Letterpress is by far my favorite form of printing for calling cards and personal note cards. The depressed lettering and markings makes the finished product feel hand made and yet refined and elegant. There are many new shops popping up here and there as people rediscover this lost art form. It is certainly not for those looking for an alternative to the cheap online business card printers, but it is worth every penny. If you want to impress with a calling card then letterpress is the way to go.
Since Gutenberg invented the letterpress in the mid-15th century, it revolutionized the way people printed just about everything. Until printers made there way into people’s home and the advent of cheap digital printing as well as the more standard engraved, thermographed, or offset-printing, letterpress was the standard. As many print shops began discarding their “obsolete” machines, artisans and other aficionados started to buy and restore the presses to start their own niche businesses or to accommodate their own artistic flare.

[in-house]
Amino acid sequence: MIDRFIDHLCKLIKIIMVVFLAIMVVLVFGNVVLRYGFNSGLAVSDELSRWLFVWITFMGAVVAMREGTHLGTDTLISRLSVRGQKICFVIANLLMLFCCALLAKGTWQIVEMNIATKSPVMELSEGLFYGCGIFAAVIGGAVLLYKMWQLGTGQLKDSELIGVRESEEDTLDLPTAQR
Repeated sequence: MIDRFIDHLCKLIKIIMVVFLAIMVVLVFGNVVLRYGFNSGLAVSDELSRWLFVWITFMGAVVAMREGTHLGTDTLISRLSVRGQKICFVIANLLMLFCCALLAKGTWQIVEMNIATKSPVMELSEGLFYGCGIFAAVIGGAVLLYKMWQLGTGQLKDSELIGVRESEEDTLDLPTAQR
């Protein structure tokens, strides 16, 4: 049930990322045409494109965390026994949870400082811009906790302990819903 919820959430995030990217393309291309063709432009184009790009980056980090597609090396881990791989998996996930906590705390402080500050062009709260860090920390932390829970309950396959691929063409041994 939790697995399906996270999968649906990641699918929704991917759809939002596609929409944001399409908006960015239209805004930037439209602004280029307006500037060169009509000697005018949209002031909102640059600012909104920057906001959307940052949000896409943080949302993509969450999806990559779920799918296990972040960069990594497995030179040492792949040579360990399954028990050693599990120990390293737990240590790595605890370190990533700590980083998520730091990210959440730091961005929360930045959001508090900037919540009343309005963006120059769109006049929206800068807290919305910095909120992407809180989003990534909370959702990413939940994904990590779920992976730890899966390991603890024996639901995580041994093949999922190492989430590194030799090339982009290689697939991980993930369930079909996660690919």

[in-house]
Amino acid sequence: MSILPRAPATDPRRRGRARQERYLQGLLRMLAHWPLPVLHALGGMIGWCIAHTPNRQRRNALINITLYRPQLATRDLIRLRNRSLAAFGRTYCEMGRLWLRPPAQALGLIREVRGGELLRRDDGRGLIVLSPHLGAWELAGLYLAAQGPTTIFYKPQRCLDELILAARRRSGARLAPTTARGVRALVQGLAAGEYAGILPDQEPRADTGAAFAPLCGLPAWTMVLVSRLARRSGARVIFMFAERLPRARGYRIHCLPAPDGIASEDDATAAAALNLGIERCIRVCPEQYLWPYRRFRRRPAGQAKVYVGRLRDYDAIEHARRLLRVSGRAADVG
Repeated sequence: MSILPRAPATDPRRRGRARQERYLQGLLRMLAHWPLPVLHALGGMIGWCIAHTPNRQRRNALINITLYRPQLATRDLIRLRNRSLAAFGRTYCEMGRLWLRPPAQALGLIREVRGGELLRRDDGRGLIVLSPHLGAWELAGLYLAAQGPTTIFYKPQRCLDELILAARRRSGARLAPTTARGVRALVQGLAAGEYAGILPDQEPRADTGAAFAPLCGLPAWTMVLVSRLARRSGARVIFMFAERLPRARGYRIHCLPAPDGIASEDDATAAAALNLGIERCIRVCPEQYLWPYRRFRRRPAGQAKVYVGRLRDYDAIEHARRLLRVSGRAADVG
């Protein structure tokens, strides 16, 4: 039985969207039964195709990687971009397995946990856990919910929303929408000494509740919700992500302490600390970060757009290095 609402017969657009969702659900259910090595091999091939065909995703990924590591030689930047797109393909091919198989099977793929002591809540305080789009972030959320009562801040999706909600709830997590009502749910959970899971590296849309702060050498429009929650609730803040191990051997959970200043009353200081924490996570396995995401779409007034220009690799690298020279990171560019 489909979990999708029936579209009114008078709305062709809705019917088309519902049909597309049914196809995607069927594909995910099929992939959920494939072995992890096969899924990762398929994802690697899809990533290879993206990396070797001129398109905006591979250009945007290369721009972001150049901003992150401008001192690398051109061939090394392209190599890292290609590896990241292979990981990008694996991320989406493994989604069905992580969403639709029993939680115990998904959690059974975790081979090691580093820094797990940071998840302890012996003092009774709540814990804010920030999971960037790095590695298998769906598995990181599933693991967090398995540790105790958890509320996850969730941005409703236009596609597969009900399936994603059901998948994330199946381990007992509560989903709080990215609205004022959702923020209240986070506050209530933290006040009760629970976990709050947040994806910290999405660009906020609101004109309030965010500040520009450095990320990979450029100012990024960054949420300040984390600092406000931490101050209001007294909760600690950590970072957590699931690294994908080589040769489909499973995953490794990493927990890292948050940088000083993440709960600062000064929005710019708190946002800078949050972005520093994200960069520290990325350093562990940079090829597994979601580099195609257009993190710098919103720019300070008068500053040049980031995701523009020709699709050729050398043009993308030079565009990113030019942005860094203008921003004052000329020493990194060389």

You can learn more from the Briar Press counts more than 50,000 people dedicated to the preservation of letterpress.
For those of you interested in getting a few of your own calling cards, here are just some of the shops that offer letterpress:
Greenwich Letterpress (New York, NY)
Sesame Letterpress (Brooklyn, NY)
Letterpress Chicago (Chicago, IL)
Rohner Letterpress (Chicago, IL)
The Lettered Olive (Charleston, SC)
Crooked Letterpress (Gainesville, FL)
Three Bells Press (New Orleans, LA)
Vertallee (Austin, TX)
The Mandate Press (Salt Lake City, UT)
Spark & Flourish (Boulder, CO)
Aardvark Letterpress (Los Angeles, CA)
Dependable Letterpress (San Francisco, CA)
Ruby Press (Portland, OR)
Dahlia Press (Seattle, WA)